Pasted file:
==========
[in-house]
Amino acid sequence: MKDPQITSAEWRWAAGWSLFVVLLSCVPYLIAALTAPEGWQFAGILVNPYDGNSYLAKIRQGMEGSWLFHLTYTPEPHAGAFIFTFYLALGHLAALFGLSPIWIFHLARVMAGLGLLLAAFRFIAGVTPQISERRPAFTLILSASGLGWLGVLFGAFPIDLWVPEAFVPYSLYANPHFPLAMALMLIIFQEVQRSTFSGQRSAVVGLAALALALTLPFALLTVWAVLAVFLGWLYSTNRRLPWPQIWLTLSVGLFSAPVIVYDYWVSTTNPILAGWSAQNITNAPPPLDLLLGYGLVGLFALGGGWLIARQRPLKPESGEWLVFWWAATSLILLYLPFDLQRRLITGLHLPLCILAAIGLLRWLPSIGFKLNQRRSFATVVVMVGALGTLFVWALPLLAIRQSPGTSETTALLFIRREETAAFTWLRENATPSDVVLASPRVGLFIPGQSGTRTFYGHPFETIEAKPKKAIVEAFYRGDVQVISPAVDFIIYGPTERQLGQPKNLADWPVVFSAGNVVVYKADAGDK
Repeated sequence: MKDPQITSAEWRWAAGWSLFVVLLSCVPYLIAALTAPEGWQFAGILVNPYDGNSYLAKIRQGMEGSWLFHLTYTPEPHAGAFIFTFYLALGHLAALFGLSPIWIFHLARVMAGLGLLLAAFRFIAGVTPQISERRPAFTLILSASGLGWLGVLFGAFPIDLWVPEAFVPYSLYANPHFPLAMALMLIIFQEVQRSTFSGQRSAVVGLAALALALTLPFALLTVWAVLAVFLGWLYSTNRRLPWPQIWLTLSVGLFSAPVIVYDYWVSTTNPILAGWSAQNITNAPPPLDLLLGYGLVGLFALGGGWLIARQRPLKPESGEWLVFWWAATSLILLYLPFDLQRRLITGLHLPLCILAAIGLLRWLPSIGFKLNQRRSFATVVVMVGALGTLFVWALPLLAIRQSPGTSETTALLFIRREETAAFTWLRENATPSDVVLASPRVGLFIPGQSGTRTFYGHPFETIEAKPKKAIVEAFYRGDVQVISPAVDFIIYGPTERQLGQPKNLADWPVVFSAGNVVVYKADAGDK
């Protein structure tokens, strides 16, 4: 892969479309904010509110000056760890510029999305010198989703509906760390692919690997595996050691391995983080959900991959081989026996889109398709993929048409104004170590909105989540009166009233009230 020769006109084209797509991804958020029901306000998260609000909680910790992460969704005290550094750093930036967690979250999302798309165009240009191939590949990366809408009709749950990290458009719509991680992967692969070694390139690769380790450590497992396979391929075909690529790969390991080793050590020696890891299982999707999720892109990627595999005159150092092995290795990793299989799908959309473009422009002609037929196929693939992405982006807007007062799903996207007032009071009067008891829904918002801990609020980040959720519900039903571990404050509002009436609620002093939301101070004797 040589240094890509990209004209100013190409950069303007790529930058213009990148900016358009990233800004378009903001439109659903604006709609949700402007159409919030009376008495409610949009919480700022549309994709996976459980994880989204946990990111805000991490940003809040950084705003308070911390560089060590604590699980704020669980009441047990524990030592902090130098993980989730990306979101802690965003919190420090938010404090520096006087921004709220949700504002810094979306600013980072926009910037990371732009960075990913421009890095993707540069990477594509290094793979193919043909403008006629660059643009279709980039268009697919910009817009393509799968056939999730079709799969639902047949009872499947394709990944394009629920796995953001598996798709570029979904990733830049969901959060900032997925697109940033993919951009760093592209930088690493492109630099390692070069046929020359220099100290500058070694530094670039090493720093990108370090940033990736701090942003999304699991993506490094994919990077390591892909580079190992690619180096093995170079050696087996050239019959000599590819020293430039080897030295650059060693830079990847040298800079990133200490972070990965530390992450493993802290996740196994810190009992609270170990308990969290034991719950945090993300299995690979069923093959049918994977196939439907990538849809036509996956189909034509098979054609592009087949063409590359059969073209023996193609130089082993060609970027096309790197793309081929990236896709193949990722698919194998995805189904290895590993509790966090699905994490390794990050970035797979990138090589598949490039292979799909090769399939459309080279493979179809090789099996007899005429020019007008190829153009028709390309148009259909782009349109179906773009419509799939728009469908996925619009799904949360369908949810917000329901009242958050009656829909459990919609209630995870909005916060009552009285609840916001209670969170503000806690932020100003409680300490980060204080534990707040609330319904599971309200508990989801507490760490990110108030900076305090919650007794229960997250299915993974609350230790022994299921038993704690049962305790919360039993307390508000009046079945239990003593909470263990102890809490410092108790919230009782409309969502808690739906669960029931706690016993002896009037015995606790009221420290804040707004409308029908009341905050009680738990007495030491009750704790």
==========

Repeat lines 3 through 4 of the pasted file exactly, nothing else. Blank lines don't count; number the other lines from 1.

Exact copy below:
Repeated sequence: MKDPQITSAEWRWAAGWSLFVVLLSCVPYLIAALTAPEGWQFAGILVNPYDGNSYLAKIRQGMEGSWLFHLTYTPEPHAGAFIFTFYLALGHLAALFGLSPIWIFHLARVMAGLGLLLAAFRFIAGVTPQISERRPAFTLILSASGLGWLGVLFGAFPIDLWVPEAFVPYSLYANPHFPLAMALMLIIFQEVQRSTFSGQRSAVVGLAALALALTLPFALLTVWAVLAVFLGWLYSTNRRLPWPQIWLTLSVGLFSAPVIVYDYWVSTTNPILAGWSAQNITNAPPPLDLLLGYGLVGLFALGGGWLIARQRPLKPESGEWLVFWWAATSLILLYLPFDLQRRLITGLHLPLCILAAIGLLRWLPSIGFKLNQRRSFATVVVMVGALGTLFVWALPLLAIRQSPGTSETTALLFIRREETAAFTWLRENATPSDVVLASPRVGLFIPGQSGTRTFYGHPFETIEAKPKKAIVEAFYRGDVQVISPAVDFIIYGPTERQLGQPKNLADWPVVFSAGNVVVYKADAGDK
């Protein structure tokens, strides 16, 4: 892969479309904010509110000056760890510029999305010198989703509906760390692919690997595996050691391995983080959900991959081989026996889109398709993929048409104004170590909105989540009166009233009230 020769006109084209797509991804958020029901306000998260609000909680910790992460969704005290550094750093930036967690979250999302798309165009240009191939590949990366809408009709749950990290458009719509991680992967692969070694390139690769380790450590497992396979391929075909690529790969390991080793050590020696890891299982999707999720892109990627595999005159150092092995290795990793299989799908959309473009422009002609037929196929693939992405982006807007007062799903996207007032009071009067008891829904918002801990609020980040959720519900039903571990404050509002009436609620002093939301101070004797 040589240094890509990209004209100013190409950069303007790529930058213009990148900016358009990233800004378009903001439109659903604006709609949700402007159409919030009376008495409610949009919480700022549309994709996976459980994880989204946990990111805000991490940003809040950084705003308070911390560089060590604590699980704020669980009441047990524990030592902090130098993980989730990306979101802690965003919190420090938010404090520096006087921004709220949700504002810094979306600013980072926009910037990371732009960075990913421009890095993707540069990477594509290094793979193919043909403008006629660059643009279709980039268009697919910009817009393509799968056939999730079709799969639902047949009872499947394709990944394009629920796995953001598996798709570029979904990733830049969901959060900032997925697109940033993919951009760093592209930088690493492109630099390692070069046929020359220099100290500058070694530094670039090493720093990108370090940033990736701090942003999304699991993506490094994919990077390591892909580079190992690619180096093995170079050696087996050239019959000599590819020293430039080897030295650059060693830079990847040298800079990133200490972070990965530390992450493993802290996740196994810190009992609270170990308990969290034991719950945090993300299995690979069923093959049918994977196939439907990538849809036509996956189909034509098979054609592009087949063409590359059969073209023996193609130089082993060609970027096309790197793309081929990236896709193949990722698919194998995805189904290895590993509790966090699905994490390794990050970035797979990138090589598949490039292979799909090769399939459309080279493979179809090789099996007899005429020019007008190829153009028709390309148009259909782009349109179906773009419509799939728009469908996925619009799904949360369908949810917000329901009242958050009656829909459990919609209630995870909005916060009552009285609840916001209670969170503000806690932020100003409680300490980060204080534990707040609330319904599971309200508990989801507490760490990110108030900076305090919650007794229960997250299915993974609350230790022994299921038993704690049962305790919360039993307390508000009046079945239990003593909470263990102890809490410092108790919230009782409309969502808690739906669960029931706690016993002896009037015995606790009221420290804040707004409308029908009341905050009680738990007495030491009750704790």